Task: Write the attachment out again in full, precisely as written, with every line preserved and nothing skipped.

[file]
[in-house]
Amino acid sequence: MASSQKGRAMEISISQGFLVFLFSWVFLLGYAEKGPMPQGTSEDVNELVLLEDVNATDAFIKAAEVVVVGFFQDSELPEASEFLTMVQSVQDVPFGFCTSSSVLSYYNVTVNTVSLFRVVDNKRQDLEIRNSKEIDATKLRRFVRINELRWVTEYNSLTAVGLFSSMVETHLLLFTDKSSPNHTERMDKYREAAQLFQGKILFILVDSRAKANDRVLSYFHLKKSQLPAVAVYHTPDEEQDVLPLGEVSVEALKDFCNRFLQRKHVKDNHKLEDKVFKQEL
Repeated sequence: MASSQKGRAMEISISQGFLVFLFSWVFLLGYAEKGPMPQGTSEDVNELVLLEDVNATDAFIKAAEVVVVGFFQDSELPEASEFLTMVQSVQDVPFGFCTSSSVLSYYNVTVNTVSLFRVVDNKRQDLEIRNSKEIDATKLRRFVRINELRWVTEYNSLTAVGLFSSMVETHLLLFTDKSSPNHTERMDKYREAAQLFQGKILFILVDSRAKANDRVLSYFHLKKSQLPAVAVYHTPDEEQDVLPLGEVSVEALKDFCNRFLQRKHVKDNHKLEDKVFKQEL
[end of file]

[in-house]
Amino acid sequence: MASSQKGRAMEISISQGFLVFLFSWVFLLGYAEKGPMPQGTSEDVNELVLLEDVNATDAFIKAAEVVVVGFFQDSELPEASEFLTMVQSVQDVPFGFCTSSSVLSYYNVTVNTVSLFRVVDNKRQDLEIRNSKEIDATKLRRFVRINELRWVTEYNSLTAVGLFSSMVETHLLLFTDKSSPNHTERMDKYREAAQLFQGKILFILVDSRAKANDRVLSYFHLKKSQLPAVAVYHTPDEEQDVLPLGEVSVEALKDFCNRFLQRKHVKDNHKLEDKVFKQEL
Repeated sequence: MASSQKGRAMEISISQGFLVFLFSWVFLLGYAEKGPMPQGTSEDVNELVLLEDVNATDAFIKAAEVVVVGFFQDSELPEASEFLTMVQSVQDVPFGFCTSSSVLSYYNVTVNTVSLFRVVDNKRQDLEIRNSKEIDATKLRRFVRINELRWVTEYNSLTAVGLFSSMVETHLLLFTDKSSPNHTERMDKYREAAQLFQGKILFILVDSRAKANDRVLSYFHLKKSQLPAVAVYHTPDEEQDVLPLGEVSVEALKDFCNRFLQRKHVKDNHKLEDKVFKQEL